Home » News » COUNTING LOSSES AND BLESSINGS: Alfa’s Poultry Growers See Silver Lining In Face Of Storm

COUNTING LOSSES AND BLESSINGS: Alfa’s Poultry Growers See Silver Lining In Face Of Storm

COUNTING LOSSES AND BLESSINGS: Alfa’s Poultry Growers See Silver Lining In Face Of Storm
October 21, 2008 |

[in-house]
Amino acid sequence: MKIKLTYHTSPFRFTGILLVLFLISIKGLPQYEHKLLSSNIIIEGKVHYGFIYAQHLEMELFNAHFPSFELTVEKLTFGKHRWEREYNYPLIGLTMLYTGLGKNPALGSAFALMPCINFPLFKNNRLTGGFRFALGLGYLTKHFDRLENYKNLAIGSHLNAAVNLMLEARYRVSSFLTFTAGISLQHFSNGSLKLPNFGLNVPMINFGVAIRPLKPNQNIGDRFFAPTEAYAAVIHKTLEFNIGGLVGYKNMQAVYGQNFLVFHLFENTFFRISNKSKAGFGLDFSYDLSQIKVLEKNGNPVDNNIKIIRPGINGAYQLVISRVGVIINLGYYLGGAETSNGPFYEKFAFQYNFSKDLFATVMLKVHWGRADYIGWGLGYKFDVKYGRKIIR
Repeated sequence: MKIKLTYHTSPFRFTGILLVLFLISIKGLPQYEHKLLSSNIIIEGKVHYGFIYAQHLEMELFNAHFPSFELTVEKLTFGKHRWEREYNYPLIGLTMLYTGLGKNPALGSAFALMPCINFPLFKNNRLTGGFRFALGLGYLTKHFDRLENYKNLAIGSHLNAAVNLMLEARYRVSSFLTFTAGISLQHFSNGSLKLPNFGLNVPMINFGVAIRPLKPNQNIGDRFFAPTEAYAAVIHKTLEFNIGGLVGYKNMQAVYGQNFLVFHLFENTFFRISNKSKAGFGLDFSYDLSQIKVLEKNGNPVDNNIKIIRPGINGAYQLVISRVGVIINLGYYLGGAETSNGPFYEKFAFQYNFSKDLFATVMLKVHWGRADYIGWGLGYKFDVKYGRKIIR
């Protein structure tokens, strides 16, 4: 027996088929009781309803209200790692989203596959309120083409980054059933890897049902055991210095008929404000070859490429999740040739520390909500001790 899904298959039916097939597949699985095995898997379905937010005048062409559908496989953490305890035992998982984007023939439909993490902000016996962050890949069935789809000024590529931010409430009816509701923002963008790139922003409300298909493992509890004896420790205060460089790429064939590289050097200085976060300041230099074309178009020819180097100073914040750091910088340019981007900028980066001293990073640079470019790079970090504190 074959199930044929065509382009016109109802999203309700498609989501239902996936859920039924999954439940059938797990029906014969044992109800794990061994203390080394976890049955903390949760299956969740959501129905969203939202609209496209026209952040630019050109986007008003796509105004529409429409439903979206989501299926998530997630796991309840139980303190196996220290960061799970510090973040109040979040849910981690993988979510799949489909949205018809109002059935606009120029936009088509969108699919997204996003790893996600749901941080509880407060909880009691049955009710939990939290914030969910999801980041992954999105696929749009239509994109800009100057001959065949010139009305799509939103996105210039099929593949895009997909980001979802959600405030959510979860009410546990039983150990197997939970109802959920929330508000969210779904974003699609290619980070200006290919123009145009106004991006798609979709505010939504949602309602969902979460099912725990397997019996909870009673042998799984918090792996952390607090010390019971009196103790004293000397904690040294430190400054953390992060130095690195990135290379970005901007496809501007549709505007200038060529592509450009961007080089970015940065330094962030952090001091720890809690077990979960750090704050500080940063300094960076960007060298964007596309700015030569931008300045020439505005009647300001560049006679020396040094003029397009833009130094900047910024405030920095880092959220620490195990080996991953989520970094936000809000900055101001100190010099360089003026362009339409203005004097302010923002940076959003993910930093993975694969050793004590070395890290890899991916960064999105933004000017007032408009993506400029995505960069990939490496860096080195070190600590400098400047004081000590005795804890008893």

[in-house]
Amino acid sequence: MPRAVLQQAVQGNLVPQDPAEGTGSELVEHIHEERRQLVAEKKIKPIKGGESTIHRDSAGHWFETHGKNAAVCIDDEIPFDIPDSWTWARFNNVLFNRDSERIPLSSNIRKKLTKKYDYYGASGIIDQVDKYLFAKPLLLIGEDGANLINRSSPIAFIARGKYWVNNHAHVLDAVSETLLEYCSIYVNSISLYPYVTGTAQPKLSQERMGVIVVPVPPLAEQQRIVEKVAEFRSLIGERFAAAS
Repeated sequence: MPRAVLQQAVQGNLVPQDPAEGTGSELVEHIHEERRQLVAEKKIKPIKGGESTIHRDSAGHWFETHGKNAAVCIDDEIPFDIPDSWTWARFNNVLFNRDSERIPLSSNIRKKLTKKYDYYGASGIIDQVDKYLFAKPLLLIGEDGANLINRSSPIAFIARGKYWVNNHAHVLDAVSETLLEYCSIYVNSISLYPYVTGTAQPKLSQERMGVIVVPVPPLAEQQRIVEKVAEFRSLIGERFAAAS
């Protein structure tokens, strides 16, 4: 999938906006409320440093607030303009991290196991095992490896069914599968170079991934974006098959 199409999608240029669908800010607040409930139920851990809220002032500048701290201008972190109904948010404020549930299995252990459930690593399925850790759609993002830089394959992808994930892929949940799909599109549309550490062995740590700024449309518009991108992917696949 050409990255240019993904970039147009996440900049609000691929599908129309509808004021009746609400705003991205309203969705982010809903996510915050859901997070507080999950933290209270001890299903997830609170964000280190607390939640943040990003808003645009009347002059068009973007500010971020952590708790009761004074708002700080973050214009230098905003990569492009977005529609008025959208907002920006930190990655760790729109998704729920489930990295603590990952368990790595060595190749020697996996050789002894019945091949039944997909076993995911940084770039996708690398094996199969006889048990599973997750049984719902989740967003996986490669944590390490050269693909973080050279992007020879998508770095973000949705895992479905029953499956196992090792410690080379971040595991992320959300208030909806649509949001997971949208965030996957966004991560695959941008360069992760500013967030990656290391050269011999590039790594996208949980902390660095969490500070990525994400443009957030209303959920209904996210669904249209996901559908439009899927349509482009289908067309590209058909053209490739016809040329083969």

Kenneth and Karen Gilbert weren’t terribly concerned when Kenneth’s dad called at 5 o’clock that February morning to warn them of bad weather. Still, they pulled themselves out of bed, put on a pot of coffee and puttered around in the kitchen for a while before heading to the basement.That’s when they turned on the TV to learn a tornado was bearing down on their small Jackson County community of Rosalie — a serious enough warning that Karen’s sister, brother-in-law and young nephew from just down the road also sought refuge in their basement.Just minutes later, an F4 tornado tore through their home, crushed their vehicles, destroyed their four layer houses and, like everything else, turned their lives upside down. “Everything was gone in 10 seconds,” Kenneth recalls now. “House, cars, farm — I’d lost everything in 10 seconds.”Months later, in Morgan County, poultry grower Mark Byrd’s family experienced a tragedy of another sort when three gas company workers were severely injured — one fatally — in a fiery propane explosion that left one of their broiler houses in a charred, smoldering heap of twisted metal. “Nobody did anything wrong,” Byrd would say months later. “It was just a freak accident.”Two poultry growers, two tragedies and two families counting their losses and their blessings — grateful more people weren’t killed, and thankful they had Alfa Insurance.”Alfa was excellent — I’ve known that for years,” said Mark Byrd, adding that Alfa claims adjuster Dennis Brothers was at the farm the very next morning after the May 20 explosion. “It happened at 4 in the afternoon on a Tuesday, and Dennis was out here the next morning. By Thursday morning, he was on the phone to tell us a check was in the mail. He actually got a bid on the house, a bid on equipment, a bid on cleanup — this is the Alfa adjuster who did this for us! We didn’t have to do anything.”Likewise, the Gilberts didn’t have to wait long. By 10 a.m. the next day, Alfa Insurance adjuster Robert Tanner was tallying their losses — $1.3 million worth — while the Gilberts counted their blessings. “It could’ve been worse. It could’ve been a lot worse. We could’ve lost a son,” Kenneth said, noting that his son Brett had already left for work when the Feb. 6 twister demolished the garage apartment where he lived. A neighbor wasn’t as fortunate — her body was found about 100 yards behind the ruins of the Gilberts’ home.That same morning, Tanner handed the Gilberts a $25,000 check, an advance on their contents coverage. “He said, ‘Take this — you’ve got to get a place to stay and you’ve got to get clothes. You just take this and live off of it until you can figure out what’s happened,'” said Kenneth. “He said, ‘You’re covered. Don’t worry about anything.'”For that, Kenneth says, he owes Shane Wooten, his persistent Alfa agent, a steak dinner. “Shane had been on me to get more insurance coverage,” Kenneth said. “He said, ‘You don’t have enough coverage to replace it if something happens to your farm.’ I said, ‘I know it, but I can’t afford it.’ About a month later, he’d come back. Another month later, he’d come back. Finally, I said, ‘OK, I’ll do it.’ So I upped my coverage on my chicken houses, upped my coverage on our dwelling house, my contents, everything. If I hadn’t done that, I’d have been ruined, and that wouldn’t have been Alfa’s fault — it would’ve been my fault. It was good to know that somebody was looking out for you. They’ve been good. Real good.”That’s how things should be, said Rex Seabrook, Alfa Insurance’s manager of farm underwriting. “It’s a people business, and the people should come first,” said Seabrook, whose stepmother was snatched from her bed and pinned beneath a heavy chest of drawers when his childhood home in Lawrence County was destroyed by a twister the same evening the tornado struck the Gilberts’ farm. “To some, that may be just a policy number. But that was my stepmother, my childhood home, my memories. I believe God just built a cocoon around my stepmother and protected her because He didn’t want my dad to have to bury another wife.”Seabrook says that despite paying out more than $4 million in poultry house claims during 2007 (and almost $100 million in poultry house claims over the last 10 years), he says Alfa bears the losses “as a service to our farmers.””It is important our farmers have a reliable company to insure their assets,” said Seabrook, noting that Alfa has insured poultry growers since its founding in 1946 by the Alabama Farmers Federation. “We will be here in their time of need.”Guy Hall, director of the Federation’s poultry division and a former poultry adjuster, said a company’s commitment to serve is of utmost importance. He remembers a time in the early to mid-1990s when an insurance company began offering deep discounts on poultry house coverage. Then, along came Hurricane Opal and the heavy damages sent the upstart company reeling. The company paid its claims, but then packed its bags and left the state, leaving scores of poultry farmers without protection.”A poultry producer needs to look at several things when he’s looking to insure his farm,” said Hall. “You should look closely at the claims history of the company, the availability of the agent to answer questions about the policy and a company’s ability to stay in the market.” “Choose an insurer you can count on when a loss occurs,” added Seabrook. “Choose one that you know has a reputation for outstanding service. Time will be the ultimate test of those who enter the poultry house insurance marketplace.” As further evidence of a good company, Seabrook points to the tragedy at Mark and Sandy Byrds’ Danville farm where something went horribly wrong as the workers transferred the propane from one tank into a replacement tank. The Byrds’ home shook as a fiery explosion sent flames 30 to 40 feet into the sky. Racing back to their poultry houses, the Byrds and their two sons, Perry and Rodney, saw one of their poultry houses and the gas company’s boom truck engulfed in flames. “It looked like a torch shooting against the chicken house,” said Sandy. “The fire was just hitting the chicken house and shooting up. We’d just got out of the truck when we came upon one of the men. We didn’t know where the other two were, but we knew there had been three down there. About 5 minutes later, we saw the other two.”Helping the severely burned workers to the porch of their rental house next door, the Byrds comforted the men until paramedics arrived.”The state investigator said all the rules were being followed,” said Mark. “It was just a freak accident.”Within 90 days, the Byrds were back in business in their newly built poultry house. “I had no doubt the adjuster would be out the next day,” said Mark, “but to have the money in two days? That was just unreal to me.”The Gilberts are back in business, too. Although only three of the four layer houses were flattened, the fourth was structurally unsafe and was replaced as well. On June 7, Pilgrim’s Pride delivered 44,000 layers to the Gilberts’ four new houses.A beautiful new, 5,300-square-foot home now sits where the Gilberts’ old 1970s-era three-bedroom brick home once sat. “Karen says she had 24 hours to pick out a plan,” said Kenneth. “That’s basically it. I went to Lowe’s and bought some plan books and I said, ‘Here, you’ve got 24 hours. We’ve got to get on this.’ And she did! She picked one out, and I liked it. But even if we never got a nice home built back or not, we’d still be thankful because we could’ve lost a son. … If somebody told me I’d have to go through that storm, but I’d get a nice house out of it, I’d say, ‘No thanks!’ I wouldn’t go through that again.”After the tornado, I had so many things to do,” he added. “We had to find a place to live. We had to build our house. We had to rebuild our farm. And it would’ve been a lot more confusing if I’d had my auto insurance with somebody, my home insurance with somebody else and my farm insurance with somebody else. Oh yeah, having all my insurance eggs in one basket was good. That was a definite plus.”